It is, perhaps, plausible that a film directed by Catherine Hardwicke, produced by Leonardo DiCaprio and starring Amanda Seyfried might have made for a half-way decent adaptation of the classic fairytale, Little Red Riding Hood. Unfortunately, somewhere along the way, something has gone horribly, horrible wrong.
Red Riding Hood drops the ‘Little’ and replaces the child of the traditional Brothers Grimm tale with a young woman, although she keeps her red cape. That said, Seyfried is the perfect image of medieval innocence as Valerie, and the beginning of this film makes the most of its beautifully snowy setting. Sadly, there is only so long one can spend watching Valerie twirl around in the snow, exchanging looks of forbidden love with a handsome woodsman names Peter, played by Shiloh Fernandez. Eventually the plot has to kick in, and this is precisely where is all starts to go downhill.
Hardwicke has obviously learnt a thing or two from her Twilight days – mostly that all good heroines should spend the majority of their time moping around trying to choose between two equally gorgeous young men, at least one of which should be a little bit dangerous. It’s a tough life for Valerie, even more so when she finds out she won’t be able to spend quite so much time rolling around in dimly lit barns with Peter and must instead marry a wealthy blacksmith called Henry (Max Irons). Of course, Henry’s got to be horribly ugly or unbearably mean or something, right? No, he’s just a really nice guy, who understands that she probably isn’t in love with him, but hopes she’ll marry him anyway. Oh…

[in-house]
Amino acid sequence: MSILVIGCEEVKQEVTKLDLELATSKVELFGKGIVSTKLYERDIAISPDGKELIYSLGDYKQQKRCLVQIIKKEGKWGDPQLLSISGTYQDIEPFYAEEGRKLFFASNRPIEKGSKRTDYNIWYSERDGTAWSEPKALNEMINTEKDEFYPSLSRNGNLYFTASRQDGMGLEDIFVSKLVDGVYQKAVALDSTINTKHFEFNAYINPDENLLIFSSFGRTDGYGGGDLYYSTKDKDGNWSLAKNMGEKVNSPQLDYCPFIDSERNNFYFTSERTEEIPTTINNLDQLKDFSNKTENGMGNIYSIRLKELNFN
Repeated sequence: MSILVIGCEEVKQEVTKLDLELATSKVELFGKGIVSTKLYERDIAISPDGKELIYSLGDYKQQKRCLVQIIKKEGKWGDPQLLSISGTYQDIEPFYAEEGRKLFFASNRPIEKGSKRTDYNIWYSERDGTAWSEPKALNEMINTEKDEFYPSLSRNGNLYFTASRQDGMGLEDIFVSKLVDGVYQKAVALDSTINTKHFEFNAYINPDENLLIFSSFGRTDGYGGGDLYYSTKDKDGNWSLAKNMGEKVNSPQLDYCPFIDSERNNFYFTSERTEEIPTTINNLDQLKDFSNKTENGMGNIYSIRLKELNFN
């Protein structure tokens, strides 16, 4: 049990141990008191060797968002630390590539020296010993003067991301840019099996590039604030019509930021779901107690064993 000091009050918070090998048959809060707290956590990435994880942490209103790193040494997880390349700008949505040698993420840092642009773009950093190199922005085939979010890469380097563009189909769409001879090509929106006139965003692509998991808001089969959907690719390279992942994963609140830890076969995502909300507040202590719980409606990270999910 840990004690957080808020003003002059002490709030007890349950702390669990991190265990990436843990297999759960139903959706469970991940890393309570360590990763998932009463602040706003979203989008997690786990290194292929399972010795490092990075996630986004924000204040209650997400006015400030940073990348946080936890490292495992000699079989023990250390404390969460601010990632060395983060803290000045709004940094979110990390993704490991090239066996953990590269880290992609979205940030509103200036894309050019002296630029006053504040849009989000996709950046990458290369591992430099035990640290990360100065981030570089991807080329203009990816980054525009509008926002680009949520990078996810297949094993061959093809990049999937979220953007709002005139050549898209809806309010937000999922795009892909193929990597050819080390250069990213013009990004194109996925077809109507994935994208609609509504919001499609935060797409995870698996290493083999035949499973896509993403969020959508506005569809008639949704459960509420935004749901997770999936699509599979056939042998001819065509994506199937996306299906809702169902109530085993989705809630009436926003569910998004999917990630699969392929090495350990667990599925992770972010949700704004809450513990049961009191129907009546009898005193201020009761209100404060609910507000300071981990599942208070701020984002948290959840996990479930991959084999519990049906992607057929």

However, the villagers have bigger things to worry about than this unconvincing love triangle – they are under attack from a wolf. It all gets a bit Beauty-and-the-Beast-meets-Agatha-Christie, as Valerie’s sister is found dead, and the villagers decide the wolf is amongst them, and decide to kill the beast.
Seyfried steals the show, and certainly does her best to remain wide-eyed and delicate as cliché after cliché unfolds, but it’s not a patch on her comical stupidity in Mean Girls, or even her lovelorn character in Dear John. Julie Christie is cast as Valerie’s grandmother, and whilst she might be the one on the other end of the “What big eyes eyes you have” malarkey, anyone who’s ever seen any of the Twilight films will know that she’s unlikely to transform into a wolf any time soon.
Among this year’s abundance of fairytale adaptations and re-imaginings (Snow White and the Huntsman, Sleeping Beauty, Jack the Giant Killer etc) this sexed-up tale of village superstitions and wintery lust just doesn’t cut it. The Twilight comparisons are embarrassingly obvious, and without a pasty Pattinson and his vampire friends, Red Riding Hood is unlikely to interest even the most teenage of audiences.
Red Riding Hood is out on DVD in the UK now.